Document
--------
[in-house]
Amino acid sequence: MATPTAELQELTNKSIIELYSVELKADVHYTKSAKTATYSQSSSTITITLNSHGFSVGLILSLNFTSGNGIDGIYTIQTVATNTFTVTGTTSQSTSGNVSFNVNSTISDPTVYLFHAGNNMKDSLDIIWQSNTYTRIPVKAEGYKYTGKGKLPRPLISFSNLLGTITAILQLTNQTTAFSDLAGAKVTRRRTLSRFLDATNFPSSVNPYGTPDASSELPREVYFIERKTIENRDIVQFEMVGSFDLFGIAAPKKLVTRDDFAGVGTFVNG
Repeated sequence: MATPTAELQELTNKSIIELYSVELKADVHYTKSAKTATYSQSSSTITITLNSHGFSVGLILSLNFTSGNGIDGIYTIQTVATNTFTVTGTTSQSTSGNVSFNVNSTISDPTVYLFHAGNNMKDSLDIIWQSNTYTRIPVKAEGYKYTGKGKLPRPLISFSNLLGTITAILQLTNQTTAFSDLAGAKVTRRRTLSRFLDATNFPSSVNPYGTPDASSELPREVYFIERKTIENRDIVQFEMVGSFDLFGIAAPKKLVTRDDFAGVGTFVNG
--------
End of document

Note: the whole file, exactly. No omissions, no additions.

[in-house]
Amino acid sequence: MATPTAELQELTNKSIIELYSVELKADVHYTKSAKTATYSQSSSTITITLNSHGFSVGLILSLNFTSGNGIDGIYTIQTVATNTFTVTGTTSQSTSGNVSFNVNSTISDPTVYLFHAGNNMKDSLDIIWQSNTYTRIPVKAEGYKYTGKGKLPRPLISFSNLLGTITAILQLTNQTTAFSDLAGAKVTRRRTLSRFLDATNFPSSVNPYGTPDASSELPREVYFIERKTIENRDIVQFEMVGSFDLFGIAAPKKLVTRDDFAGVGTFVNG
Repeated sequence: MATPTAELQELTNKSIIELYSVELKADVHYTKSAKTATYSQSSSTITITLNSHGFSVGLILSLNFTSGNGIDGIYTIQTVATNTFTVTGTTSQSTSGNVSFNVNSTISDPTVYLFHAGNNMKDSLDIIWQSNTYTRIPVKAEGYKYTGKGKLPRPLISFSNLLGTITAILQLTNQTTAFSDLAGAKVTRRRTLSRFLDATNFPSSVNPYGTPDASSELPREVYFIERKTIENRDIVQFEMVGSFDLFGIAAPKKLVTRDDFAGVGTFVNG